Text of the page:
Tuesday, December 18, 2007

Inflation Good For Us? Not So, Says The Mogambo

by The Mogambo Guru
Doug Noland quotes Krishna Guha in the Financial Times as reporting, "In almost every corner of the world inflation is uncomfortably high, creating a giant headache for policymakers as they grapple with the threat to growth from the turmoil in global credit markets."
As an example, he cites various places as the source of things like, "In October consumer prices rose at an annual rate of 3.5% in the US, 2.1% in the UK and 2.6% in the eurozone - where November showed a jump to 3%. German inflation is at its highest in more than a decade. Prices are also gaining at an annual rate of 6.5% in China, with rapid increases in other emerging markets too. South African food prices rose more than 16% in October from a year earlier, a bigger jump than official figures show."
I am impressed to read that "the culprit" is identified; it's the same culprit as it always is, namely the battle between supply and demand, as "rising food and energy costs, underpinned by surging demand from those fast-growing developing countries."
The Really Weird, Weird Part (RWWP) is that the article continued, "An intense debate is under way in central banks across the world as to whether the recent rapid rise in food and energy prices will continue - and what, if anything, they should do about it."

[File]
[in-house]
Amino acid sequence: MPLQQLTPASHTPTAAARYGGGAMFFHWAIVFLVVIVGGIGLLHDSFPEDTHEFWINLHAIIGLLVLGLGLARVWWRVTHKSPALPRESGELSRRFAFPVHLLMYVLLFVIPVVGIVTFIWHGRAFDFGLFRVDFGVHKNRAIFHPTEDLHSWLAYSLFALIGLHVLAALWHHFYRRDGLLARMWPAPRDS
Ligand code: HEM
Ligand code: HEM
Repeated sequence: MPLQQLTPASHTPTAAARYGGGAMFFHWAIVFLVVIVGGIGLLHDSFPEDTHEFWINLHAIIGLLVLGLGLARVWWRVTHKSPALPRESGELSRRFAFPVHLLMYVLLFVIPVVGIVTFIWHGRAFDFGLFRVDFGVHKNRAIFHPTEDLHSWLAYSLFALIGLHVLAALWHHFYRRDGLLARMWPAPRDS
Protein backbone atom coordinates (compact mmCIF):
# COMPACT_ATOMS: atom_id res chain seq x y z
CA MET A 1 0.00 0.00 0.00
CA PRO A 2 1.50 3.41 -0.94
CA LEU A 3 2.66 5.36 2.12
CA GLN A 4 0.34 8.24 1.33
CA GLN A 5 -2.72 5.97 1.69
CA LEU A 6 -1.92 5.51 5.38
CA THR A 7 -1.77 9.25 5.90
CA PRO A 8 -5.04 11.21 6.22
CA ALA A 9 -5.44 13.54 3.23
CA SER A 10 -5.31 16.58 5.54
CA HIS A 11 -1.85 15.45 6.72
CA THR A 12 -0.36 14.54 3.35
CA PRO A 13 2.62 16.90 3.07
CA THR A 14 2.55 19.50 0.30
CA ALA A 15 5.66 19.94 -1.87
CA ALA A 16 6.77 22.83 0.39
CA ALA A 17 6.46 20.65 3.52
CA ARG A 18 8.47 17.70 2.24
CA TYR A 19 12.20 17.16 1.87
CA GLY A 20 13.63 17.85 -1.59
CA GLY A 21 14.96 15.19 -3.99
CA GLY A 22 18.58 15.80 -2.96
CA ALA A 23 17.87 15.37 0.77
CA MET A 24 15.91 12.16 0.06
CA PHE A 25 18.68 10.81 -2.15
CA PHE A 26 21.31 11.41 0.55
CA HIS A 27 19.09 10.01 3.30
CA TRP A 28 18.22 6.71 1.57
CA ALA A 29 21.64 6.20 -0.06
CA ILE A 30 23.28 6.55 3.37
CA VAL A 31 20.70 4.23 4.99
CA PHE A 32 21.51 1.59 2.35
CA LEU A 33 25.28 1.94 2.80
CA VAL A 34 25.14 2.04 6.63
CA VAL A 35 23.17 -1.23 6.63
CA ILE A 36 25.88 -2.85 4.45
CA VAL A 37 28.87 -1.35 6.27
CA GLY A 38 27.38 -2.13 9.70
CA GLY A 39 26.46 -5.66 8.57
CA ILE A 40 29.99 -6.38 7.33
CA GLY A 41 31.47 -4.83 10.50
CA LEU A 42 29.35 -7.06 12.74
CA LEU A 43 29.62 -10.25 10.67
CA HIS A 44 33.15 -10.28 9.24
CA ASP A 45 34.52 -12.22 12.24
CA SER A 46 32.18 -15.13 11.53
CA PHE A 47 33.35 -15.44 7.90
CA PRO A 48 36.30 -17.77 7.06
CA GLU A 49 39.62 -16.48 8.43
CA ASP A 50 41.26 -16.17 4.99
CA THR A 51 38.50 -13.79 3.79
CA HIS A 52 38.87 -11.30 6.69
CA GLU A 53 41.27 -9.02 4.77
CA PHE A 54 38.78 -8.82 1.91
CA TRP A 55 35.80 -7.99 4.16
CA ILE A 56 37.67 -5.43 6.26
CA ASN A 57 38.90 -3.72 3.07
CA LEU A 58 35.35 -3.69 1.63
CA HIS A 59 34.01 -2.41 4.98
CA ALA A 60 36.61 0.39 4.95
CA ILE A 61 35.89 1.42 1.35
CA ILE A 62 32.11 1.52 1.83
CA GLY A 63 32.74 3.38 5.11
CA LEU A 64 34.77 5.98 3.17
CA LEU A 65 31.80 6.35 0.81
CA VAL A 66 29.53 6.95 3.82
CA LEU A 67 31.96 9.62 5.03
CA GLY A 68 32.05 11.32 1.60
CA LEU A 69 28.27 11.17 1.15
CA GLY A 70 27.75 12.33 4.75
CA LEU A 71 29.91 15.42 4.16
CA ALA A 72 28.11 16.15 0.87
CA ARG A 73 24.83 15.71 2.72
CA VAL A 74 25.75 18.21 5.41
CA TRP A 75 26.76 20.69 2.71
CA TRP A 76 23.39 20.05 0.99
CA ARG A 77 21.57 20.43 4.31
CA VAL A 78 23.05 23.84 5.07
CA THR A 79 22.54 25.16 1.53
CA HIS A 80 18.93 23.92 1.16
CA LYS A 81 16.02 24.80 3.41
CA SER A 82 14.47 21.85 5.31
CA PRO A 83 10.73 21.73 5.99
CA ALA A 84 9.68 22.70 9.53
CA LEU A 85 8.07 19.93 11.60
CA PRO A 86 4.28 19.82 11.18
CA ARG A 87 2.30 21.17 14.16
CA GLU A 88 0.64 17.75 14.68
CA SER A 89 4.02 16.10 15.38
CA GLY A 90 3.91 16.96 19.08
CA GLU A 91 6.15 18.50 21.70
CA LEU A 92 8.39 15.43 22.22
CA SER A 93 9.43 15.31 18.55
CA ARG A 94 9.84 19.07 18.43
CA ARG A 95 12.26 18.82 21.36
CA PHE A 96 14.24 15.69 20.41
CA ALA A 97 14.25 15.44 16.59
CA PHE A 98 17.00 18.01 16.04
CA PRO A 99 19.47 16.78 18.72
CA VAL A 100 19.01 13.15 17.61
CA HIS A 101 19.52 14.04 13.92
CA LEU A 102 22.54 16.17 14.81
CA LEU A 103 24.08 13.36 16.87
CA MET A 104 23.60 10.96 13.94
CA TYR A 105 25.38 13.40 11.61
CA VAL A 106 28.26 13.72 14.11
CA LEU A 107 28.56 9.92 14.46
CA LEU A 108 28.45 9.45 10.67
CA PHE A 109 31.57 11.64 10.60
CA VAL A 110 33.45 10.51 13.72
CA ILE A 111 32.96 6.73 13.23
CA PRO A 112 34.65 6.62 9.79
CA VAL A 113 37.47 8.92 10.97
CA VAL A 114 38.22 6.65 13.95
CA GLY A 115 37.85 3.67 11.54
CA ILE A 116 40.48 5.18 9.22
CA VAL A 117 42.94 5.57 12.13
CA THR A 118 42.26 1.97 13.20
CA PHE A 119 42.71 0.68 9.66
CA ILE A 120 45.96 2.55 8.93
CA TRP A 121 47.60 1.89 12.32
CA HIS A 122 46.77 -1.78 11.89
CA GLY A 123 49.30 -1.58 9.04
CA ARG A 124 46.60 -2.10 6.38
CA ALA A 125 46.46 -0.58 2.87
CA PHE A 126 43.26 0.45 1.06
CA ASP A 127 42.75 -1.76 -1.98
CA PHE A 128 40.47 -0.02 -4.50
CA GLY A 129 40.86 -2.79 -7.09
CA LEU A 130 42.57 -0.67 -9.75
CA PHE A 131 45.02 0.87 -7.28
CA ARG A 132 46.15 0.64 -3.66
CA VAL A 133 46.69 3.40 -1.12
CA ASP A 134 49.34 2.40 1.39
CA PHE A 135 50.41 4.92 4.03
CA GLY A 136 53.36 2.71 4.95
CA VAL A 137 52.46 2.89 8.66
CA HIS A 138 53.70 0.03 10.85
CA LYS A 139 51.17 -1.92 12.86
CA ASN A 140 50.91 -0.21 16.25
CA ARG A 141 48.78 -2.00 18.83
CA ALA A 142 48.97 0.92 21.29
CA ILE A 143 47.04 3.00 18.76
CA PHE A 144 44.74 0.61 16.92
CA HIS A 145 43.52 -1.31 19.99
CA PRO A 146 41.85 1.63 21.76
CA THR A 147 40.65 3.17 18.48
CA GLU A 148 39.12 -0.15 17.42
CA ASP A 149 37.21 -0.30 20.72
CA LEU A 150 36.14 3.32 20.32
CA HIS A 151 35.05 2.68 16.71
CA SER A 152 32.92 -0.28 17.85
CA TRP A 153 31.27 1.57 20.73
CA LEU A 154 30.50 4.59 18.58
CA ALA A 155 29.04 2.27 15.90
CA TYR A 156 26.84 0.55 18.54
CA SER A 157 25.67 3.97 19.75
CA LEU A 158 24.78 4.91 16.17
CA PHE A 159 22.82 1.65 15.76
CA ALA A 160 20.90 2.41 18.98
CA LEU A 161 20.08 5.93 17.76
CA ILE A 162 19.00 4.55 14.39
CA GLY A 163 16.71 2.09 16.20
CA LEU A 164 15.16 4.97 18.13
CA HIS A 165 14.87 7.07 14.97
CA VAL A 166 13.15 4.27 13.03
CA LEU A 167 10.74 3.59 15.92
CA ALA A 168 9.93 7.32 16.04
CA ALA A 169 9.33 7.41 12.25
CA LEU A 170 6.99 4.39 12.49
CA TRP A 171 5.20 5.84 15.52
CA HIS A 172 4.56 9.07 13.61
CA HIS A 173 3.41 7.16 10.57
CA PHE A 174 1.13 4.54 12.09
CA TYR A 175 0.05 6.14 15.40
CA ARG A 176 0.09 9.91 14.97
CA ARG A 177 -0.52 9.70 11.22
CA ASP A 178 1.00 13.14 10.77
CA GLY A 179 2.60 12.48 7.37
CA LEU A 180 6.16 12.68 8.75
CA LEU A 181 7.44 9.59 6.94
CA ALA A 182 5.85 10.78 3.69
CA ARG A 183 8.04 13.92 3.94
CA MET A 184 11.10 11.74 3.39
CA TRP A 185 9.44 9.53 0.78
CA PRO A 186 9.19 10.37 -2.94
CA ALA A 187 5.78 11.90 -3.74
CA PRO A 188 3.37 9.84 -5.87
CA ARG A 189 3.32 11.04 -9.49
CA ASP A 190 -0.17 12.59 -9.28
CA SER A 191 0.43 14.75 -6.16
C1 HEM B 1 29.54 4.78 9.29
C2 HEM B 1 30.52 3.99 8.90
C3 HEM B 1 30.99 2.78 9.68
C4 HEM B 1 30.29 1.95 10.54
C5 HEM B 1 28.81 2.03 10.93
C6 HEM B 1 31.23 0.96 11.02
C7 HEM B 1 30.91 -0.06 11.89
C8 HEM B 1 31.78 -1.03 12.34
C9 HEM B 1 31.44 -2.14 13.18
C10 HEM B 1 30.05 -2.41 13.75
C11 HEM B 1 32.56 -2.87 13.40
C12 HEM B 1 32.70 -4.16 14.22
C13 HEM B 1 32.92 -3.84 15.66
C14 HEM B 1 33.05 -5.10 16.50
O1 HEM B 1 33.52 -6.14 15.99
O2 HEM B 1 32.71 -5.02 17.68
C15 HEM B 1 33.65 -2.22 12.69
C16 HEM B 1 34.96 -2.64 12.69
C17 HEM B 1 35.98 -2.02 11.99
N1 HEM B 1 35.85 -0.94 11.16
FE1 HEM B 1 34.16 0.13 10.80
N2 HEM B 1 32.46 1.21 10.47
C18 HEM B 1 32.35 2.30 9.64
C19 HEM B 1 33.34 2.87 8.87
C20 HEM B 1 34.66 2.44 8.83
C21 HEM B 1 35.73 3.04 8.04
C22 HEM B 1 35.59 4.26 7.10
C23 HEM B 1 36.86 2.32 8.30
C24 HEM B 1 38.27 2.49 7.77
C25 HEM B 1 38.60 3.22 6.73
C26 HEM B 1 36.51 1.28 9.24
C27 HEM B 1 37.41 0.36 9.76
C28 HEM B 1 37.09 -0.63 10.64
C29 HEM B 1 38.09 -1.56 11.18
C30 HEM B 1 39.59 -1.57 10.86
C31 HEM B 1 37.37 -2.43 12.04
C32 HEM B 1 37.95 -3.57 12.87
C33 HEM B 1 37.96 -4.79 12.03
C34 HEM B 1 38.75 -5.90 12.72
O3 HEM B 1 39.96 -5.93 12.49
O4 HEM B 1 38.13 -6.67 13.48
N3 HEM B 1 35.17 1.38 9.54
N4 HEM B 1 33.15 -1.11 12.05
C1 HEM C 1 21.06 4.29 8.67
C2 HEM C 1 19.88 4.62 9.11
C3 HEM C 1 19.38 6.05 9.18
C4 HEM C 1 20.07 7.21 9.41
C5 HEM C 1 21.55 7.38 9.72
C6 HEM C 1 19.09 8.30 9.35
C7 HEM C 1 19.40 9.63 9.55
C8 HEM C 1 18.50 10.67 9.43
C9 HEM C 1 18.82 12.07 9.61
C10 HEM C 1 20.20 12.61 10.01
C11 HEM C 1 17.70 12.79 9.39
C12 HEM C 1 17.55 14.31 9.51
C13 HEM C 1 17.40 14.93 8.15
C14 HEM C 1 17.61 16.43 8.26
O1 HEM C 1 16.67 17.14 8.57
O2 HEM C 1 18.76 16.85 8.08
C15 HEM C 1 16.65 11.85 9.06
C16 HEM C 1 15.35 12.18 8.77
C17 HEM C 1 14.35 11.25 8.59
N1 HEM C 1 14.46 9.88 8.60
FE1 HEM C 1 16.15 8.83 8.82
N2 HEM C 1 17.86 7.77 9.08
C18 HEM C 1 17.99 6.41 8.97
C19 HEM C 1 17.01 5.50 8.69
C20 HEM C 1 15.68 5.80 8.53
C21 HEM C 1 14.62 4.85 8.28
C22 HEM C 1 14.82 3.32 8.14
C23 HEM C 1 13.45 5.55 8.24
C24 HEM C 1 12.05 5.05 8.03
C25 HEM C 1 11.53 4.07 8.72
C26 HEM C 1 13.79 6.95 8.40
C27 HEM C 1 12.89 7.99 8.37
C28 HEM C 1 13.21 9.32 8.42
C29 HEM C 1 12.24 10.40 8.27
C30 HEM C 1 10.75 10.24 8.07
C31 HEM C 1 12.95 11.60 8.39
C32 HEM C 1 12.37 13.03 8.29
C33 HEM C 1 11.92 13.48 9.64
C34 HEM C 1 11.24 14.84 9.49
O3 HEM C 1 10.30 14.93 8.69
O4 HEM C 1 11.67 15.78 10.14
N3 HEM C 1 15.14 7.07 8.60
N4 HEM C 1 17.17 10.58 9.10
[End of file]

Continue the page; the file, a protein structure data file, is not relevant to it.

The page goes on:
Naturally, this news that central banks are unsure what they should "do" about soaring food prices, "if anything," makes me scream in outrage! I don't immediately jump to my feet, as it take a few seconds for the appropriate amount of boiling anger to build up, especially considering that these selfsame stupid central banks are also ignoring soaring prices of every kind, and the amount of anger that is rising up in me is huge, like searing magma in an erupting volcano.
Horrified that I am getting upset, Mr. Noland quickly jumps in and says that Bloomberg also reported that, "European producer-price inflation accelerated in October to the fastest pace this year, boosted by a surge in energy costs and the biggest increase in food prices in at least 15 years. Factory-gate prices increased 3.3% from a year earlier, the most since December 2006, after rising 2.7% in September."